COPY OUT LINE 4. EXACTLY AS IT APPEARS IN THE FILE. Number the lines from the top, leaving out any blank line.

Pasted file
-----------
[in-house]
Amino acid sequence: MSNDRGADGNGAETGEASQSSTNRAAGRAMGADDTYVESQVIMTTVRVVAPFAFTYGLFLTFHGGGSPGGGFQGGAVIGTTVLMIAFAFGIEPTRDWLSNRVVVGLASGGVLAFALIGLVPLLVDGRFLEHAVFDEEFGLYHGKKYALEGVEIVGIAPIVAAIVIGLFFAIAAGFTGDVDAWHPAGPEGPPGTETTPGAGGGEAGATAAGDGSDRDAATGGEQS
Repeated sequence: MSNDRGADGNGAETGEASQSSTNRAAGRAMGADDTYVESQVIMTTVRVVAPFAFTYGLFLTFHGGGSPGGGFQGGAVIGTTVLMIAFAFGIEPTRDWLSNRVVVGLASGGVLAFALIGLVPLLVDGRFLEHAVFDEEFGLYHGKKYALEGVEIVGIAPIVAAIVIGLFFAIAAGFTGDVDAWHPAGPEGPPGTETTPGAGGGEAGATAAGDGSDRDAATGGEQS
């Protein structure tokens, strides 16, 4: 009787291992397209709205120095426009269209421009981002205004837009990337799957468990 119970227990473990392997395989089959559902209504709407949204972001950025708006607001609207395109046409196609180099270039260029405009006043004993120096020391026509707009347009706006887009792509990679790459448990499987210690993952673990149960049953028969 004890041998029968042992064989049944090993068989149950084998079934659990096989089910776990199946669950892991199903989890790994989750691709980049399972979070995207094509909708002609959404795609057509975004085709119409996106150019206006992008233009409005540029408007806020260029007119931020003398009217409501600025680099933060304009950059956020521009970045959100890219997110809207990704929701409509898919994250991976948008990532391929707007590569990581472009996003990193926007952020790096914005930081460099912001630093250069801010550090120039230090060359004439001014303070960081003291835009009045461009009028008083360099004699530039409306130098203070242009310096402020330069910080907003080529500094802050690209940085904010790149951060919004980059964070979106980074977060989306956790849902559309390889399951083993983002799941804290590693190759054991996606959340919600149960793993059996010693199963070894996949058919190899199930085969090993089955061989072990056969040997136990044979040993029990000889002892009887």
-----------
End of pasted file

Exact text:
């Protein structure tokens, strides 16, 4: 009787291992397209709205120095426009269209421009981002205004837009990337799957468990 119970227990473990392997395989089959559902209504709407949204972001950025708006607001609207395109046409196609180099270039260029405009006043004993120096020391026509707009347009706006887009792509990679790459448990499987210690993952673990149960049953028969 004890041998029968042992064989049944090993068989149950084998079934659990096989089910776990199946669950892991199903989890790994989750691709980049399972979070995207094509909708002609959404795609057509975004085709119409996106150019206006992008233009409005540029408007806020260029007119931020003398009217409501600025680099933060304009950059956020521009970045959100890219997110809207990704929701409509898919994250991976948008990532391929707007590569990581472009996003990193926007952020790096914005930081460099912001630093250069801010550090120039230090060359004439001014303070960081003291835009009045461009009028008083360099004699530039409306130098203070242009310096402020330069910080907003080529500094802050690209940085904010790149951060919004980059964070979106980074977060989306956790849902559309390889399951083993983002799941804290590693190759054991996606959340919600149960793993059996010693199963070894996949058919190899199930085969090993089955061989072990056969040997136990044979040993029990000889002892009887």